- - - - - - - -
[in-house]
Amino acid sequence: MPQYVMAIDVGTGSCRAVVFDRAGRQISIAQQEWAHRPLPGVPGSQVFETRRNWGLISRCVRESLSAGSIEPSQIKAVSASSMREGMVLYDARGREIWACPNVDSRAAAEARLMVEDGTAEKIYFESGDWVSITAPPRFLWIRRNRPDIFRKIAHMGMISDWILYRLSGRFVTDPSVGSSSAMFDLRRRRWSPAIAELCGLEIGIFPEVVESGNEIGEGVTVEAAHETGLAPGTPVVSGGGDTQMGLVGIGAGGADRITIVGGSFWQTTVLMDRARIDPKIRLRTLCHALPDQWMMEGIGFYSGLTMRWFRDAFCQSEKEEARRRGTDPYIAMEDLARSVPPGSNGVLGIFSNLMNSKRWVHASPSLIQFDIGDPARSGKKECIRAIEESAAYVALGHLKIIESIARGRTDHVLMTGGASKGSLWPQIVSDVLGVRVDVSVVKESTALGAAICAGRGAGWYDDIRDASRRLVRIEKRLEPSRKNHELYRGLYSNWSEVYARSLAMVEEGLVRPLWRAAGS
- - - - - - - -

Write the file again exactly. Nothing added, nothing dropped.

[in-house]
Amino acid sequence: MPQYVMAIDVGTGSCRAVVFDRAGRQISIAQQEWAHRPLPGVPGSQVFETRRNWGLISRCVRESLSAGSIEPSQIKAVSASSMREGMVLYDARGREIWACPNVDSRAAAEARLMVEDGTAEKIYFESGDWVSITAPPRFLWIRRNRPDIFRKIAHMGMISDWILYRLSGRFVTDPSVGSSSAMFDLRRRRWSPAIAELCGLEIGIFPEVVESGNEIGEGVTVEAAHETGLAPGTPVVSGGGDTQMGLVGIGAGGADRITIVGGSFWQTTVLMDRARIDPKIRLRTLCHALPDQWMMEGIGFYSGLTMRWFRDAFCQSEKEEARRRGTDPYIAMEDLARSVPPGSNGVLGIFSNLMNSKRWVHASPSLIQFDIGDPARSGKKECIRAIEESAAYVALGHLKIIESIARGRTDHVLMTGGASKGSLWPQIVSDVLGVRVDVSVVKESTALGAAICAGRGAGWYDDIRDASRRLVRIEKRLEPSRKNHELYRGLYSNWSEVYARSLAMVEEGLVRPLWRAAGS